We are commonly asked whether debts may be excluded from a bankruptcy filing. Below are several common examples:
1. A secured debt where the debtor wants to keep the collateral
2. A credit card that the debtor needs for:
b. travel arrangements
c. internet purchases
3. A loan owed to a family member or friend
4. An obligation to a preferred retailer
5. A loan owed to an employer
6. An obligation owed to a service provider where future services may be needed
7. A credit union where the debtor wants to maintain a membership
With regards to these examples, the debtor would be required to list the debt on the bankruptcy if an obligation is owed at the time of the filing and the creditor would receive a notification of the filing. In chapter 11 and 13 bankruptcy, the debtor’s plan can provide for the secured debts to be paid. In most, but not all, chapter 7 cases, the debtor can retain the collateral and continue making the regular contractual payments. As to the unsecured debts (items 2-7 listed above) the debtor can elect to make voluntary payments at some point but there is no guaranty that the creditor will extend credit privileges or services in the way that the debtor desires. As it relates to credit cards, it is likely easier to apply for new credit cards as opposed to trying to hold on the existing cards. Also, even a credit card that has a zero balance on the filing date and is not listed on the bankruptcy paperwork may still be terminated if and when the issuer is notified of the bankruptcy filing. As it relates to credit unions, it is likely easier to move to a new credit union or bank as opposed to trying to maintain the existing membership in the instance where an unsecured debt is owed.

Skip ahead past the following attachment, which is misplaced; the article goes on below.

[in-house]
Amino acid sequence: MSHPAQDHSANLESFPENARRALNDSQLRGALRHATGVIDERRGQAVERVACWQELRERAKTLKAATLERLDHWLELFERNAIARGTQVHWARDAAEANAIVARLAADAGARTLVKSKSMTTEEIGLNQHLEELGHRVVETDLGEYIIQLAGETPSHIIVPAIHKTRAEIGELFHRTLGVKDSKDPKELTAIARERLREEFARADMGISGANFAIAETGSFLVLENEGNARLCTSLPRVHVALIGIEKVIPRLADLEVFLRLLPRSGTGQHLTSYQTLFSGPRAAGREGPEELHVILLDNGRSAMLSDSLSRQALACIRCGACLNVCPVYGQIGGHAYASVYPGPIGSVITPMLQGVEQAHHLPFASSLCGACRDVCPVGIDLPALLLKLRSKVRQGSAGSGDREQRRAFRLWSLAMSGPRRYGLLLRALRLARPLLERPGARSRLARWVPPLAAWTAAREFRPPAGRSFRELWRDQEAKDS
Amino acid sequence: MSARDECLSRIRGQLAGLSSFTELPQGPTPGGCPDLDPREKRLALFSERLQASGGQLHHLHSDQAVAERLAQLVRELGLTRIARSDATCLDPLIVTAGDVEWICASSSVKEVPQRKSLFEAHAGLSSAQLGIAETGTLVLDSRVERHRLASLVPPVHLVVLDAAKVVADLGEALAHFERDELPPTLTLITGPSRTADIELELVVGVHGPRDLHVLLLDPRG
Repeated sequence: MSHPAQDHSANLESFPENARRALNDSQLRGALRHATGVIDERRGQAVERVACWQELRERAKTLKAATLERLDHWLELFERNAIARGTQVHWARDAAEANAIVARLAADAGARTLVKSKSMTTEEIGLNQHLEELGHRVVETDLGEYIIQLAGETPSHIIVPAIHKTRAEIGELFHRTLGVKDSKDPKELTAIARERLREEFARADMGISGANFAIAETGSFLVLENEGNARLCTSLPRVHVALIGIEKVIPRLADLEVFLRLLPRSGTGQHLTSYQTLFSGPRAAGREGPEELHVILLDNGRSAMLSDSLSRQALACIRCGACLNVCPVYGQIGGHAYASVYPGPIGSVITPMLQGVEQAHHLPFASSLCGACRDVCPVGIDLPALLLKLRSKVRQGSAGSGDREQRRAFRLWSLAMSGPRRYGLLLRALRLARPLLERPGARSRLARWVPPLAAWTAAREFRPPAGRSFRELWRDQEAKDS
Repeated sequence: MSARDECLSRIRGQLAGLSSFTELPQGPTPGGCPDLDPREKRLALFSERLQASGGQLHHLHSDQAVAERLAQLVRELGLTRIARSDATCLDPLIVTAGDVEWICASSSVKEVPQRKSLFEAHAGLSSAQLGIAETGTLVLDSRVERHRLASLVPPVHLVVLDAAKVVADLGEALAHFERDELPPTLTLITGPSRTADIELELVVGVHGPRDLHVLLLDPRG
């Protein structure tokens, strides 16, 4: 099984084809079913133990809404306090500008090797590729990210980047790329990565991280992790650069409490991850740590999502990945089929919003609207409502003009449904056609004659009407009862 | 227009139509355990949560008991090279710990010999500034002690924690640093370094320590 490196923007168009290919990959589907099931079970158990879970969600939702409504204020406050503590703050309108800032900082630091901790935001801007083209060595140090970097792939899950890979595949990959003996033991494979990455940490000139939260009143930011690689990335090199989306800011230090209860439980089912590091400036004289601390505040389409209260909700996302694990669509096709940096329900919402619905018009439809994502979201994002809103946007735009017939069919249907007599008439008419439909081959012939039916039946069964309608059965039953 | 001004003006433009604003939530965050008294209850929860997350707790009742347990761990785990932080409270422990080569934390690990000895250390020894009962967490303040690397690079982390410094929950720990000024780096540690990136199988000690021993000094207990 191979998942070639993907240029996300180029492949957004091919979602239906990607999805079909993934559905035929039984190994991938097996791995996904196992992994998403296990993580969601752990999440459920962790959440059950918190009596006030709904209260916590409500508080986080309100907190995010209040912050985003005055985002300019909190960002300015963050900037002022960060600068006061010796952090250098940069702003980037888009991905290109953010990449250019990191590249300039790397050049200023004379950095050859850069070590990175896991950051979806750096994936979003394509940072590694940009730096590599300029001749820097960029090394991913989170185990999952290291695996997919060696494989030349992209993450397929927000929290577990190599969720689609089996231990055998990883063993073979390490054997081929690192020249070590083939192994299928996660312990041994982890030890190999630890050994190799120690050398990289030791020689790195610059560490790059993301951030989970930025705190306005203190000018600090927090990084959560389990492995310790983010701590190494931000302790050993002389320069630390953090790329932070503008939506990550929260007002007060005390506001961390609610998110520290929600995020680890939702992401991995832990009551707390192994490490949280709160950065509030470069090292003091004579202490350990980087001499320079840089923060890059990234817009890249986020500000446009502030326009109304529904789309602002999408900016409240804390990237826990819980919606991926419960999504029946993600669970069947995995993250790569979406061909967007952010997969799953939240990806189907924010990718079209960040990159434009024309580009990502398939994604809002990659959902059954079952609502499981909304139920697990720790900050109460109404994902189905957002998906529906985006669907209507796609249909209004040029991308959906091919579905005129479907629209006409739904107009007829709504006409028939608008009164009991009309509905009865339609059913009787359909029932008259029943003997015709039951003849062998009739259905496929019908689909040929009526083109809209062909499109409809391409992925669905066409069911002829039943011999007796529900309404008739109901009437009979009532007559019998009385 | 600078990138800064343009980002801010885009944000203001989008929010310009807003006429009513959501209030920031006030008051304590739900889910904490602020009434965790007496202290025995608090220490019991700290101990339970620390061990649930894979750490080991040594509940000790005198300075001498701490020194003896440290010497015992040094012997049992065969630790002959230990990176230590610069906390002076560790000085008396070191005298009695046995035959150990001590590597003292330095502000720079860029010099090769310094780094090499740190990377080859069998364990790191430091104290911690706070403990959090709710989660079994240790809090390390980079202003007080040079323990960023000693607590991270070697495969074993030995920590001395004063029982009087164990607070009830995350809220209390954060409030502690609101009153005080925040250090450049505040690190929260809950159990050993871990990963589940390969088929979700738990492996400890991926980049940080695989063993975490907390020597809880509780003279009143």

So the answer in regards to whether or not a debt may be excluded from a bankruptcy filing is no.